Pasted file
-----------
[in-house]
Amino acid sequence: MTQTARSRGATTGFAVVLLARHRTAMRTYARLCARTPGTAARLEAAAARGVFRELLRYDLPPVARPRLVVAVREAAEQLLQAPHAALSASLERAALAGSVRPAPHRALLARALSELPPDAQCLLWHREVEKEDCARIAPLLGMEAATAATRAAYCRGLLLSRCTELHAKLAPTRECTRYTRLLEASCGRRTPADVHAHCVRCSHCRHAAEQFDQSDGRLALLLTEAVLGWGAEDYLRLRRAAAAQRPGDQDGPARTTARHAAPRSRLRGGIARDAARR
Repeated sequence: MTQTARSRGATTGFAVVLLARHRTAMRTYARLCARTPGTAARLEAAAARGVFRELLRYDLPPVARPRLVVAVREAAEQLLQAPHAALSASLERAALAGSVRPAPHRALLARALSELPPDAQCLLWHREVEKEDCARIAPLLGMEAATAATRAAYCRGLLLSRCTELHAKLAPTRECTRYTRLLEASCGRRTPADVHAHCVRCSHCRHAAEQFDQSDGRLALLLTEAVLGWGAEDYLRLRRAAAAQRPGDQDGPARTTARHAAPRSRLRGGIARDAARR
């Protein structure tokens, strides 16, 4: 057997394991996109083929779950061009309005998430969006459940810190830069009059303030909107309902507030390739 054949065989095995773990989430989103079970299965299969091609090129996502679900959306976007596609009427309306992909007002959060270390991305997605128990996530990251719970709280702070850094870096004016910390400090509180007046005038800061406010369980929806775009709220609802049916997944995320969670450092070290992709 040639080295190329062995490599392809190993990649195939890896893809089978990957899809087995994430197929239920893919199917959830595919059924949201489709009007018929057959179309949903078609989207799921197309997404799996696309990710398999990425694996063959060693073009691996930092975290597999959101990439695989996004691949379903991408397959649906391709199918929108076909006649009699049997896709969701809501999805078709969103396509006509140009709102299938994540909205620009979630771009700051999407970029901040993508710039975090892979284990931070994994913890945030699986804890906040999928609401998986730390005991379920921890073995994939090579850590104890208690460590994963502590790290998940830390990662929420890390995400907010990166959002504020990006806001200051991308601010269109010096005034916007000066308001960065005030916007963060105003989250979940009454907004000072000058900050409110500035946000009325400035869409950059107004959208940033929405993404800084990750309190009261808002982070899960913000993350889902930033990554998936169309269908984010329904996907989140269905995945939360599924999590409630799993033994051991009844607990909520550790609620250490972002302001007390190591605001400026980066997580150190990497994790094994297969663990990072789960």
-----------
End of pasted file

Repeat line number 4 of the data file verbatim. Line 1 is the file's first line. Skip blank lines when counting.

């Protein structure tokens, strides 16, 4: 057997394991996109083929779950061009309005998430969006459940810190830069009059303030909107309902507030390739 054949065989095995773990989430989103079970299965299969091609090129996502679900959306976007596609009427309306992909007002959060270390991305997605128990996530990251719970709280702070850094870096004016910390400090509180007046005038800061406010369980929806775009709220609802049916997944995320969670450092070290992709 040639080295190329062995490599392809190993990649195939890896893809089978990957899809087995994430197929239920893919199917959830595919059924949201489709009007018929057959179309949903078609989207799921197309997404799996696309990710398999990425694996063959060693073009691996930092975290597999959101990439695989996004691949379903991408397959649906391709199918929108076909006649009699049997896709969701809501999805078709969103396509006509140009709102299938994540909205620009979630771009700051999407970029901040993508710039975090892979284990931070994994913890945030699986804890906040999928609401998986730390005991379920921890073995994939090579850590104890208690460590994963502590790290998940830390990662929420890390995400907010990166959002504020990006806001200051991308601010269109010096005034916007000066308001960065005030916007963060105003989250979940009454907004000072000058900050409110500035946000009325400035869409950059107004959208940033929405993404800084990750309190009261808002982070899960913000993350889902930033990554998936169309269908984010329904996907989140269905995945939360599924999590409630799993033994051991009844607990909520550790609620250490972002302001007390190591605001400026980066997580150190990497994790094994297969663990990072789960």